CryoSat: mission into the ice

A satellite misses the ice cover of our planet

Cryosat-2 in orbit ESA / AOS medialab
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On April 8, 2010 at 15:57 Central European Summer Time, the first ESA satellite to successfully measure polar ice has been successfully launched into orbit (video). CryoSat-2 is to provide crucial data on the disappearance of glaciers and ice surfaces and, above all, to answer a crucial question: how fast does the ice disappear?

The shrinking ice sheets of the polar regions are considered one of the first and most visible warning signs of global warming. For example, the Intergovernmental Panel on Climate Change's (IPCC) 4th Earth Climate Review quotes satellite data as showing that annual average sea ice surface in the Arctic has fallen 2.7 percent per decade since 1978. But also in the regulation of the climate and the sea level, the ice plays an important role. Any change in the ice fields has far-reaching consequences.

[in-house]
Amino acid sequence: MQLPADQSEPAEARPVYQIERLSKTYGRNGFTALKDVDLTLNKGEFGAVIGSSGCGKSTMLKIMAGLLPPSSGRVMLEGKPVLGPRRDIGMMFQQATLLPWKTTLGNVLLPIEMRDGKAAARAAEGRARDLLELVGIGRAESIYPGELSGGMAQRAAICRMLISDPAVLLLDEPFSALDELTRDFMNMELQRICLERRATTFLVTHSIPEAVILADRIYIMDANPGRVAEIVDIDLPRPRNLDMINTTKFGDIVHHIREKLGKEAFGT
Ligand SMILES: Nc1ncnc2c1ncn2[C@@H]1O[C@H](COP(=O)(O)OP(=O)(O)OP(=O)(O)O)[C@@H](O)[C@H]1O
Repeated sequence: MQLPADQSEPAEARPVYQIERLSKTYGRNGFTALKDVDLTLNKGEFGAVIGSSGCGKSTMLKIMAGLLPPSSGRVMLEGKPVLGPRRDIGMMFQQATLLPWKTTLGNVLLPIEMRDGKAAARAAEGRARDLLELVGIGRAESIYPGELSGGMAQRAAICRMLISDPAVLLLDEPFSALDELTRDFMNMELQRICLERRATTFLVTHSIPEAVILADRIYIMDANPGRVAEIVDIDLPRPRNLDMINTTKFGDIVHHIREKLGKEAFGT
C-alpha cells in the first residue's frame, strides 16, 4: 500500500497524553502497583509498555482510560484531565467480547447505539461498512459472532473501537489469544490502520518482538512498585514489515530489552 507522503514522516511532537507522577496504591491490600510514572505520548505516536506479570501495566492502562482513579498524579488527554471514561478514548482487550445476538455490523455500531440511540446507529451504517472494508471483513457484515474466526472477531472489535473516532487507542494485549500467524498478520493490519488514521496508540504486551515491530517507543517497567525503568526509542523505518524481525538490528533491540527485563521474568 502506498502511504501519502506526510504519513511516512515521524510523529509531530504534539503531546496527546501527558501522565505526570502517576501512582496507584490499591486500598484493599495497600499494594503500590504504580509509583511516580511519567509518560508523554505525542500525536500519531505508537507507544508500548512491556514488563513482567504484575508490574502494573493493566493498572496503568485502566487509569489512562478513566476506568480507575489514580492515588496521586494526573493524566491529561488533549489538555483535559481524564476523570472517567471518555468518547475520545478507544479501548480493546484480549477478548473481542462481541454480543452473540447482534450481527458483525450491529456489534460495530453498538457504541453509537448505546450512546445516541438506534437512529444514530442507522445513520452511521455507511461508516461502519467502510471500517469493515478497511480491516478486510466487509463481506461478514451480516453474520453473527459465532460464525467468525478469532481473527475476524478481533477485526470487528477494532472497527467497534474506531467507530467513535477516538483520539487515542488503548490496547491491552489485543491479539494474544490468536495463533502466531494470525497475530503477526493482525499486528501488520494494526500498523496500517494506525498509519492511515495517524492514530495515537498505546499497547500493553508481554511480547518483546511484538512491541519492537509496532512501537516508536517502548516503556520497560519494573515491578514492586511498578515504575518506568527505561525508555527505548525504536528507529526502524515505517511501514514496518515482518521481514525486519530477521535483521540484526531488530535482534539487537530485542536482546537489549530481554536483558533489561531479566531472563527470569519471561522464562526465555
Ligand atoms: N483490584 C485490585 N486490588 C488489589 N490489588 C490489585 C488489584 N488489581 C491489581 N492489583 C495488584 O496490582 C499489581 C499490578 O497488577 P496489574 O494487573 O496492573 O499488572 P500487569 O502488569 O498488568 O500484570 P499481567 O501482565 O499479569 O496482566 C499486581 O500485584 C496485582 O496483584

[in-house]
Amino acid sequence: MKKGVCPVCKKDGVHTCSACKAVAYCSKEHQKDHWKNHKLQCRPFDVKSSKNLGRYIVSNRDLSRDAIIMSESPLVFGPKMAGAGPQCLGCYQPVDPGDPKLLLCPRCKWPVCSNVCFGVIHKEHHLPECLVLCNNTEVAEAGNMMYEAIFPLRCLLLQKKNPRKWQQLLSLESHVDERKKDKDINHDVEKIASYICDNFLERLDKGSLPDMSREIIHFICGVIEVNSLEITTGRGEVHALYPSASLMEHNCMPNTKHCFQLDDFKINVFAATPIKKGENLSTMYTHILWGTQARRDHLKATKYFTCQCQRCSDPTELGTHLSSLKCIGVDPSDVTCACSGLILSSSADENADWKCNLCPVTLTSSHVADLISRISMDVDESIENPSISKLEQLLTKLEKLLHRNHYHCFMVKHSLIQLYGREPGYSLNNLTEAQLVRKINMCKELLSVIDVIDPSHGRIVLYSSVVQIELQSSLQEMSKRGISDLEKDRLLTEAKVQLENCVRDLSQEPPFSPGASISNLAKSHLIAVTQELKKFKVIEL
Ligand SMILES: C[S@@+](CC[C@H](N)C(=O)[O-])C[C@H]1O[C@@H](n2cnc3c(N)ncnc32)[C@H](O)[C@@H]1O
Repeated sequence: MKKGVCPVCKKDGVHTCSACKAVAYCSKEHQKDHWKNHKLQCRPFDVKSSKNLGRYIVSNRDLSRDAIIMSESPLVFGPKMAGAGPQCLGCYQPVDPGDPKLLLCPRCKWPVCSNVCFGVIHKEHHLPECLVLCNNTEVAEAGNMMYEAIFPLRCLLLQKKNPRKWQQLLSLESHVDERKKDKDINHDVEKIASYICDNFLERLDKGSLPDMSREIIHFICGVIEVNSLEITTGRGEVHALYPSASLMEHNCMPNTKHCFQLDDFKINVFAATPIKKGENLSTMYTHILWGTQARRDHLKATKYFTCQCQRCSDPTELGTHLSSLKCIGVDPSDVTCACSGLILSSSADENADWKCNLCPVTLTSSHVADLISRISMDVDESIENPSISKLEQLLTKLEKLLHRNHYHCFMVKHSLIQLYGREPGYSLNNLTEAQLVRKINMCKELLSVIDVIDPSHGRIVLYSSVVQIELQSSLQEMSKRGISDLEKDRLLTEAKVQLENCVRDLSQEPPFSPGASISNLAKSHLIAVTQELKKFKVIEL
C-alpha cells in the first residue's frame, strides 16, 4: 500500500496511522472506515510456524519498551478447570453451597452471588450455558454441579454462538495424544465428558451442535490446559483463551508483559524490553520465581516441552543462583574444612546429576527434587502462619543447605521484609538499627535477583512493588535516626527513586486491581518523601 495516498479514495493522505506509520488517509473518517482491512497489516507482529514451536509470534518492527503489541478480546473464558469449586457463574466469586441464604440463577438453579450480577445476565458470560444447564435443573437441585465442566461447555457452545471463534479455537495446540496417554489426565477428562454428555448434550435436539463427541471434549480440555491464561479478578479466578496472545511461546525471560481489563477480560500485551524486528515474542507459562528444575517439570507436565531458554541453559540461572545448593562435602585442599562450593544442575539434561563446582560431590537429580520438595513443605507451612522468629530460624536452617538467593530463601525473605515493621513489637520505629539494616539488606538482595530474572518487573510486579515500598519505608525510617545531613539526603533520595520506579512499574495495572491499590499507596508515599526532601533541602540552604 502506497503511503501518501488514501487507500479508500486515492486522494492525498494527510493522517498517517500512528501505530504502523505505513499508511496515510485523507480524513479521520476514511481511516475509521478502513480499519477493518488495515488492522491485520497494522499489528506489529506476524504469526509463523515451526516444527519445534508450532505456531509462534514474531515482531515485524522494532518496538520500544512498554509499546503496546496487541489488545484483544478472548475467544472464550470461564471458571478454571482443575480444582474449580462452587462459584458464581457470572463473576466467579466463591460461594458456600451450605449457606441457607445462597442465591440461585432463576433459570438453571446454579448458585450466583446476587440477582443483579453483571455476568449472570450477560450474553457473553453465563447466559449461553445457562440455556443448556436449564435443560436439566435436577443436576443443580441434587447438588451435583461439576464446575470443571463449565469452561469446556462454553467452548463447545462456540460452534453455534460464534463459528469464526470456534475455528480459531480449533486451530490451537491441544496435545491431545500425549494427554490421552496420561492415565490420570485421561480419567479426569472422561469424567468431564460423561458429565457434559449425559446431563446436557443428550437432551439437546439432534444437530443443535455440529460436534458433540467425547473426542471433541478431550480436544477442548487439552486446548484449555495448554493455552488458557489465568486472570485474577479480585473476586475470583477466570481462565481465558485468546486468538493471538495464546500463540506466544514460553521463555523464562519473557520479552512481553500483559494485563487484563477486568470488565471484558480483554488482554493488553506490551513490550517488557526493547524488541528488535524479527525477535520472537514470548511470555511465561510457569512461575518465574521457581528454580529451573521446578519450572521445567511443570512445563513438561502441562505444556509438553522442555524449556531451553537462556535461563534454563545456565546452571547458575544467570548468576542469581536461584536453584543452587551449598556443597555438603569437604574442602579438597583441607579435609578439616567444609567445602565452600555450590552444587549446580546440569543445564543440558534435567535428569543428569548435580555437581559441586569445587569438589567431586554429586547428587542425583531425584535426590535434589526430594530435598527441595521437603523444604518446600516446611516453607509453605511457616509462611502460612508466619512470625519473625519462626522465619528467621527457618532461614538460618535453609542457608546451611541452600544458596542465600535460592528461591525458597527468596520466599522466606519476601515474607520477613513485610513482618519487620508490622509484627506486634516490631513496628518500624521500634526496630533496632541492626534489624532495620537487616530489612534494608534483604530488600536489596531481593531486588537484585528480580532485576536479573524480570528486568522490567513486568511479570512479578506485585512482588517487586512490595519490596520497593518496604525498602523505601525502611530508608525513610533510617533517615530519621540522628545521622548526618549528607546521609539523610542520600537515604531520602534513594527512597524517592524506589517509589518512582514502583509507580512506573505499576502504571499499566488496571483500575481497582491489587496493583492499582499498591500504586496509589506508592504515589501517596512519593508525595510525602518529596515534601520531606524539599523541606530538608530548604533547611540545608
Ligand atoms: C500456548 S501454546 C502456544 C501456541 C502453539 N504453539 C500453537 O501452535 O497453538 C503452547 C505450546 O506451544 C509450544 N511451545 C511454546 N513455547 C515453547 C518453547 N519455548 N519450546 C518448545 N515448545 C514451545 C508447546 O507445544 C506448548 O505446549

Of course, the ice caps of the Earth have been intensively observed for years - even from space, for example through the ESA Envisat satellite. But these measurements so far cover only part of the overall picture - the extent of the ice surfaces. In order to understand the effects of climate change on the sensitive polar regions, however, climate scientists must first of all know how the thickness of the land and sea ice masses changes.

CryoSat is the first satellite to do just that. Because he is equipped with instruments that can determine the thicknesses of ice more accurately than ever before. This much needed data completes the picture and allows climatologists to better understand the importance of the Earth system's ice masses.

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Nadja Podbregar
As of: 07.04.2010 Display